Firstly, while it makes no attempt to be anything other than a dungeon crawl, it has some extremely interesting and amusing characters. The drunken orc on the first level, Wahooka The Great (or, if you prefer, The Great Wahooka), the Ettin, Khul-Kuum himself, and the various gods that you have to rescue. Combat is quite simple, as is the interface generally, a blessing that, considering your need for quick action in many situations, players should be most grateful for.
The puzzles in some cases relied on what is generally known as "pixel-hunting", and very often the items you needed were obscured (a good example of this is a level where an object you are looking for is obscured.This object is, unless you do a pixel hunt, completely invisible). Indeed, many of the solutions to the puzzles are themselves either incomprehensible or invisible. This game was, in a single sentence, a bit frustrating in parts.
The Bottom Line
A dungeon crawl through a cursed castle looking for gods imprisoned by the most evil of their own number. I would also add that the plot, and indeed the justification for the main character, is highly amusing, not to mention cheesy as anything. Finally, I would say that, if you like dungeon crawling, bizarre goblins with more ego than most politicians, and an evil god that sounds like Darth Vader after he bought an asthma pump, this is definitely the game for you. It was for me!
DOS · by Jamie Durbin (2) · 2003
-The Storyline is excellent -The game play is great -The size, it lasts ages
-There could have been a better variety of weapons and armour
The Bottom Line
In this game you are drake risking your life to free thera (a goddess) and defeat Khull-Khuum (the evil guy). On your way you will have to kill hundreds of Khull-Khuum minions and also save the other gods from Khull-Khuum's wrath!
If you like retro RPG's like the Lands of Lore and Eye of the Beholder seires this game is for you.
DOS · by DOS2DEF (1) · 2007
Counting platform shifts, production and development delays, Stonekeep was almost 7 years in development.
In the German version, almost all blood was removed.
Included on the CD-ROM is a file called Muffins.txt. It's a Chocolate Chip Pumpkin Muffin recipe.
The game included a cloth-bound novella entitled Thera Awakening, written by Steve Jackson and David Pulver (you'll notice they were credited in the actual game in the "Special Thanks to" section). Here are the book's credits:* Layout and Design by Dave Gaines * Edited by Scott Everts * Illustrations by Spencer Kipe * Based on background material by Chris Taylor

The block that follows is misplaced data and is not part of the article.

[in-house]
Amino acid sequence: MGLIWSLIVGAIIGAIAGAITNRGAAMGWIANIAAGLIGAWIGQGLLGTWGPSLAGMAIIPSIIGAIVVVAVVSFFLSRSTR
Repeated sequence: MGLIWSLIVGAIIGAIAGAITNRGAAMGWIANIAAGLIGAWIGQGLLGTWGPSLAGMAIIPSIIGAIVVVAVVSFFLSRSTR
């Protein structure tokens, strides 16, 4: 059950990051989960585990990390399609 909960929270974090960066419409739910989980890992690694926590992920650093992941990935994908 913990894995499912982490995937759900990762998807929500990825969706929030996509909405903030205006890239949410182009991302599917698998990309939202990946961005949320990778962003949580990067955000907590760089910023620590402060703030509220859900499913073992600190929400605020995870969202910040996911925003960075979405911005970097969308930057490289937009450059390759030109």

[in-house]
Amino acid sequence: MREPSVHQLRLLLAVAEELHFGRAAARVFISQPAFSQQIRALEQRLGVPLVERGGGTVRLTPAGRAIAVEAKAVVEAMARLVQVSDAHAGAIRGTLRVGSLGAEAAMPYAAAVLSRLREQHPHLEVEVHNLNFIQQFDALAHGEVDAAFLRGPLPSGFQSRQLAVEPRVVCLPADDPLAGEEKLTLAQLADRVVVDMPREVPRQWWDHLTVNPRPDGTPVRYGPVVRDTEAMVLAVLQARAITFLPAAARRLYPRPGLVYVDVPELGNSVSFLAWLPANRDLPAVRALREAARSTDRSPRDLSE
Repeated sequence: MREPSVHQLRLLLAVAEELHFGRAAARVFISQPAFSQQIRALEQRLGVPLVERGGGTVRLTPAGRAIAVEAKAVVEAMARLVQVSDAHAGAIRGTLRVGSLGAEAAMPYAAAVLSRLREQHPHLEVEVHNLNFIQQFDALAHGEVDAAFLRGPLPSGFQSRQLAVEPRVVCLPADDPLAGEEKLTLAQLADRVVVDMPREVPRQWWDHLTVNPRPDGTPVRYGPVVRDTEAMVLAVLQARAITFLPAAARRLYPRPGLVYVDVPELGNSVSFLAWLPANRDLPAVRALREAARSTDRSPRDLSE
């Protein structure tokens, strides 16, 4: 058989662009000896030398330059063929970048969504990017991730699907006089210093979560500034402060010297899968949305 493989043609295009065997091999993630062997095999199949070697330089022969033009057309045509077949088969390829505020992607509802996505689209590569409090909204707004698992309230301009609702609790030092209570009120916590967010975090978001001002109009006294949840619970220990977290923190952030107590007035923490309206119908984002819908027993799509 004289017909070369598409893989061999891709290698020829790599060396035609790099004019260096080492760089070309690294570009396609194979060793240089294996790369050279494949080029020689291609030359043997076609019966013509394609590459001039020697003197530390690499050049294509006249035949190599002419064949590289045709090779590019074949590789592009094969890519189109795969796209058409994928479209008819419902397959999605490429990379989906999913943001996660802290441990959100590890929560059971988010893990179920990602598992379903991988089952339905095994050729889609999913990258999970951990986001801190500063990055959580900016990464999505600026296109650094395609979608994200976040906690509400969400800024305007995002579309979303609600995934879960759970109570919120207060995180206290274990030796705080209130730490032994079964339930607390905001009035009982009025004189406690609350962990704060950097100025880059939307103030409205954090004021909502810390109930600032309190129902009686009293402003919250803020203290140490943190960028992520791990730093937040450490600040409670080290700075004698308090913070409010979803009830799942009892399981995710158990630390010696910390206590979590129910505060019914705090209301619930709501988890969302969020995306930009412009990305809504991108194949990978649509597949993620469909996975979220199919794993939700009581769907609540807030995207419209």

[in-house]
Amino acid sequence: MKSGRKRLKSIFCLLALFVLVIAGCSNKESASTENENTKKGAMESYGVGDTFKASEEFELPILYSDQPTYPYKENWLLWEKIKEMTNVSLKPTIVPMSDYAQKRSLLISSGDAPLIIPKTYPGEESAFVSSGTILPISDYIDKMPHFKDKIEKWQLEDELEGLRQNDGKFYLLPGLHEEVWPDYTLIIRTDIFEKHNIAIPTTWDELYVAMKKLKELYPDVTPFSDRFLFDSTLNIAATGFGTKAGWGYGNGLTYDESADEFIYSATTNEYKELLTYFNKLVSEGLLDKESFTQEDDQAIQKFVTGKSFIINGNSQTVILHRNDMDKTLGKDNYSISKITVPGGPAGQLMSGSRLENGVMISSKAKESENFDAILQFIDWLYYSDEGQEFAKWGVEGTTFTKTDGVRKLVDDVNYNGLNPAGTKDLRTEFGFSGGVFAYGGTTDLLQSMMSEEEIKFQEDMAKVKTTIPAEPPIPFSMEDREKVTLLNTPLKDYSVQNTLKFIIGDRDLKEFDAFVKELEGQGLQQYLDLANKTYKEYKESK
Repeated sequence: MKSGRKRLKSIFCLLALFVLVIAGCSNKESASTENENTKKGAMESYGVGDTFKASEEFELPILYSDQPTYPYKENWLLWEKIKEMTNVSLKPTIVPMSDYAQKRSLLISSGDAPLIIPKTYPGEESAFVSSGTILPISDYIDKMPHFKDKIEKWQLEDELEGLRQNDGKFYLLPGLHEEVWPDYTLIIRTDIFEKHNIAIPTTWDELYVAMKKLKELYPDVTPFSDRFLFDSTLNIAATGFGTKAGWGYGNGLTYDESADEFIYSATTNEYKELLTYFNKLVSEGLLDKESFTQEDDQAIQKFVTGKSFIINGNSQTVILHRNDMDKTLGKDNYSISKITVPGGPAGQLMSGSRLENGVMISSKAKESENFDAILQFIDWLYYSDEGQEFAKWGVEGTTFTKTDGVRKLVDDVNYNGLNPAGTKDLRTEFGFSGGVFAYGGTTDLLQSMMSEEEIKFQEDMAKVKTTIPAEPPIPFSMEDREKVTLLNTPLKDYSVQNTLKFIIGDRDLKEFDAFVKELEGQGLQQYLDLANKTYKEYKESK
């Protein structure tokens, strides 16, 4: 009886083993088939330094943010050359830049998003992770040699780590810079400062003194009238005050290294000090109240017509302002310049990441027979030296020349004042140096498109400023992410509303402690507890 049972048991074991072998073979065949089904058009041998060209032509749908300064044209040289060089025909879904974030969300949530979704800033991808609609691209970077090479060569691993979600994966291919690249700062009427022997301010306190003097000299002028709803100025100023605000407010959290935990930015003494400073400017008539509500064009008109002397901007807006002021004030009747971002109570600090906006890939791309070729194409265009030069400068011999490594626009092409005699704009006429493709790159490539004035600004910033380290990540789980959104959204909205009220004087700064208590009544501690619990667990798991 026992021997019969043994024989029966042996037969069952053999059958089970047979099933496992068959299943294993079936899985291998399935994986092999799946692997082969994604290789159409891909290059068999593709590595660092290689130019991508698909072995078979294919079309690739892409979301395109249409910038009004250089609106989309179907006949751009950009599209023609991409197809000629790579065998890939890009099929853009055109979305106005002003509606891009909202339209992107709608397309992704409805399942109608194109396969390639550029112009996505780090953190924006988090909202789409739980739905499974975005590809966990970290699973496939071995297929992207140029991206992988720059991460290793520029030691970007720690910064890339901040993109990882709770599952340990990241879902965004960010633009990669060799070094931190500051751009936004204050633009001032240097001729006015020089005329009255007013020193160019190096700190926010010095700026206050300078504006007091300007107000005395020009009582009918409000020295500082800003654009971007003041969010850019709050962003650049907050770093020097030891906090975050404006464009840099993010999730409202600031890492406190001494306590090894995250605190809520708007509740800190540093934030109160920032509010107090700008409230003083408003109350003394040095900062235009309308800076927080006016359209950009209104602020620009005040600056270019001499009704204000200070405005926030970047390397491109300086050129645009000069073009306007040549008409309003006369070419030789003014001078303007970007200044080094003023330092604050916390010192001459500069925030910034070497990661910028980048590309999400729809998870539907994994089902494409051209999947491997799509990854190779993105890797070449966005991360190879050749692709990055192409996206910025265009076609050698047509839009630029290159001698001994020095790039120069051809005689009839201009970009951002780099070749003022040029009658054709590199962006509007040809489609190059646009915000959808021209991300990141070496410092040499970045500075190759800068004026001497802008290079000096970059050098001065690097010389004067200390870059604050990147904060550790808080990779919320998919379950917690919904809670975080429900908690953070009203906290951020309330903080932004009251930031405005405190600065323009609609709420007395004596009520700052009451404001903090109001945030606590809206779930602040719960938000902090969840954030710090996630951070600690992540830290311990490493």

The first edition was published October 1995.
Troy Denning wrote a novel called The Oath of Stonekeep that is set in the game's universe. It was published in 1999 and was supposed to take place between events pictured in Stonekeep and its (later cancelled) sequel, a time span of "thousands of years", as the publisher says. There is a clear indication on the book's back cover that the publishers were sure that Stonekeep II will be published for certain. As of 2008, unused books can still be found available for purchase on the internet.
The game's infamous "Wahookah Bug" puzzled Interplay's designers up until the end. It was supposed to be fixed in every updated release, but somehow it never quite was. The problem is that Wahookah, an NPC, is supposed to appear each time you arrive at a certain square. You then give him various items in exchange for clues. The following was included in README.TXT with the latest patch to the game from Interplay... they just gave up:
Wahooka on 2nd level of Stonekeep appears only once. The fix for this would invalidate save games so if Wahookah only appears once for you, here are the clues that he gives you:1. Watch out for traps! The Shamans of the Throgs set many of them around here hoping to stick a couple of dwarves. 2. Search the sewers below for the keys to the Underlands. 3. To succeed in your quest, you must find all nine of the Orbs.
- Computer Gaming World
- June 1996 (Issue #143) – Role-Playing Game of the Year (Readers' Choice)
- November 1996 (15th anniversary issue) – #10 Top Vaporware Title in Computer Game History
Are you familiar with this game? Help document and preserve this entry in video game history!
Contributors to this Entry
Game added by Chris Martin.
Windows, Macintosh added by Sciere.
Additional contributors: Patrick Bregger.
Game added July 4th, 2000. Last modified September 22nd, 2023.